(844) 274-8497



Which SPF Is Best?
Family Health

Which SPF Is Best?

According to dermatologists, one of the best ways to protect your skin from sun damage is to wear a sunscreen with a minimum sun protection factor (SPF) of 30 and broad-spectrum protection. But not all sunscreens are created equal, and which SPF is best will depend on several different factors, as well as personal choice.

What Is SPF?

A sunscreen's SPF tells you how long it would take for the sun's radiation to redden your skin if the product is used exactly as directed, versus how long it would take for your skin to redden without the product, according to the Skin Cancer Foundation. A sunscreen that offers broadband, or broad-spectrum, protection shields against the two types of rays that can damage skin cells: UVA and UVB. UVA rays make up 95 percent of the ultraviolet radiation that reaches the earth's surface from the sun and is the main culprit for skin cancer and skin aging. UVB rays primarily cause sunburn and skin reddening.

Which SPF Is Best for You?

Determining which SPF is best for you depends on a few different factors, such as age and skin tone. For example, a child's sensitive skin may become irritated by sunscreen products that contain chemicals. Oxybenzone, a common ingredient in sunscreen, can cause allergic reactions and can affect hormones, according to the Environmental Working Group (EWG).

If you have a darker skin tone, you may think you don't need sunscreen. While melanin, the pigment that gives skin its color, does provide some protection from UV rays, it doesn't protect you completely. The American Academy of Dermatology's recommendation of a minimum SPF of 30 still applies.

Another factor you may want to consider when deciding which SPF is best for you is if you tend to sweat a lot or will be swimming. The Food and Drug Administration (FDA) does not allow sunscreen to be labeled as "waterproof" or "sweat-proof," so you'll instead want to look for a sunscreen that is labeled as "water-resistant." The label will also say whether it's resistant for 40 minutes or 80 minutes. Keep in mind, however, that you should still reapply the sunscreen after swimming or sweating, or every two hours if your skin hasn't been exposed to water.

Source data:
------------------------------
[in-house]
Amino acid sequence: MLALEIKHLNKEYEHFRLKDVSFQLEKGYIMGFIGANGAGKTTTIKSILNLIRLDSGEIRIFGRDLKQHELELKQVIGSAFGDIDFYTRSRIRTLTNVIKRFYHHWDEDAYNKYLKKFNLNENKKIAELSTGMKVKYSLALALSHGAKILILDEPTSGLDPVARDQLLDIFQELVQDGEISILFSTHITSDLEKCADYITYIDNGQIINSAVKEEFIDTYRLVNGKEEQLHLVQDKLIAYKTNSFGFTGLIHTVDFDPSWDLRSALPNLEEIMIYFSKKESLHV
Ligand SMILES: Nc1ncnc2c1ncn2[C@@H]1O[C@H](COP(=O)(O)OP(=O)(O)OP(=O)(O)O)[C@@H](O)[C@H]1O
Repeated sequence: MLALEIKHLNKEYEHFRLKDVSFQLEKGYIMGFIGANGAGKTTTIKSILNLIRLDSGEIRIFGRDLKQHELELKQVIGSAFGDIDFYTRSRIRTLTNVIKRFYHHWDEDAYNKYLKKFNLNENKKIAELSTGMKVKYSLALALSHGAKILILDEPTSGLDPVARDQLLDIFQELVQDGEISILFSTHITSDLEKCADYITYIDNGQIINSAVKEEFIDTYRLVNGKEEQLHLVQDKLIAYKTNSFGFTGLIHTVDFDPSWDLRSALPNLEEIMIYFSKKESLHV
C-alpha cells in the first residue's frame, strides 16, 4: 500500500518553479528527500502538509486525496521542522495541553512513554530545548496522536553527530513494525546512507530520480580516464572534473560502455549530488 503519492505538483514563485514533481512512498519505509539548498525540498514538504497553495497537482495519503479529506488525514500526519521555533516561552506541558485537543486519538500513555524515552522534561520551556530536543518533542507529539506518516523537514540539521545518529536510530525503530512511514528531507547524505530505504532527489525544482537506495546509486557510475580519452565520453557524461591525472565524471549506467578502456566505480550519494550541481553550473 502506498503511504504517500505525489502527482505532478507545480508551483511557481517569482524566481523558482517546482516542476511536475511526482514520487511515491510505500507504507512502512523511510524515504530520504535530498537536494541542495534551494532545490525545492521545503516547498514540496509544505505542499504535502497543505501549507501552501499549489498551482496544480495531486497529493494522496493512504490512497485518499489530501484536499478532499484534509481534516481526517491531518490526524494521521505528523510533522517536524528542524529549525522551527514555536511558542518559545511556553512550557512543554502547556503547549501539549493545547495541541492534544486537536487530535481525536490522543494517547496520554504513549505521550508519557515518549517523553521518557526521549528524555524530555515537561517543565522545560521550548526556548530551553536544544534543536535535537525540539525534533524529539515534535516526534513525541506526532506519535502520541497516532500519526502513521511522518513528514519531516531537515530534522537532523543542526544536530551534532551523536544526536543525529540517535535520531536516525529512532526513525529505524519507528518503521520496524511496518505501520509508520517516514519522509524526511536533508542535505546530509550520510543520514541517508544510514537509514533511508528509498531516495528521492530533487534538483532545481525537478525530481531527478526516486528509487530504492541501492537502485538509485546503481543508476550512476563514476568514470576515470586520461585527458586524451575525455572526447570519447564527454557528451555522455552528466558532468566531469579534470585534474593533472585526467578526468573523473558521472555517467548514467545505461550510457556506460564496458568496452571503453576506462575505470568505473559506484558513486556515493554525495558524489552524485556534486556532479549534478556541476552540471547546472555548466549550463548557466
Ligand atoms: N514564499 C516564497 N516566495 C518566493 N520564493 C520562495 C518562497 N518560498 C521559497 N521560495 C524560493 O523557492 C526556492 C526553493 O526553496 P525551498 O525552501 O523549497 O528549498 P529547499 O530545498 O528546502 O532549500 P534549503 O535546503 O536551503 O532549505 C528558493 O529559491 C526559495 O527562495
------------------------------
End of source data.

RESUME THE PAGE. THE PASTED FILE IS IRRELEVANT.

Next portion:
Are Lower SPFs Effective?

There are products available that have low SPFs, such as two, four, or eight. While they provide some protection, you would need to apply them more frequently and use more product to get adequate protection. Typically, these lower SPFs are used for tanning purposes.

Are Higher SPFs Better?

SPFs higher than 50 provide some extra protection, but not that much more, according to EWG. People who use higher SPFs may also falsely believe they can stay in the sun, which can lead to overexposure to UV rays. High SPF products may also be falsely marketed as, say, SPF 100, when they're actually much less than that.

To get the best protection from your sunscreen, make sure you apply it before you leave the house. The Skin Cancer Foundation recommends applying sunscreen 30 minutes before sun exposure to allow the ingredients to bind to the skin. You should use one ounce of sunscreen, which is about as much as a shot glass, each time you apply it. Though it seems obvious, be sure to use sunscreens that are made for the face and body only on those areas; sunscreens for the face are designed to cause less irritation to the skin. Similarly, be sure to use a lip balm that also contains sunscreen.

If you have any questions or doubts about changes in your skin, be sure to ask your doctor or dermatologist.

Posted in Family Health

Tayla Holman is a Boston-based writer and journalist. She graduated from Hofstra University, where she double-majored in print journalism and English with a concentration in publishing studies and literature. She has previously written for The Inquisitr, USA Herald, EmaxHealth, the Dorchester Reporter, and Healthline. Tayla is the founder and editor of WholeWomanHealth.org, a natural and holistic health website for women.

More articles from this writer

What Is the Medicare Therapy Cap for Physical Therapy?

Alcohol and Heart Disease: What's the Relationship?

4 New Uses for 3-D Printing in Health Care


*This information is for educational purposes only and does not constitute health care advice. You should always seek the advice of your doctor or physician before making health care decisions.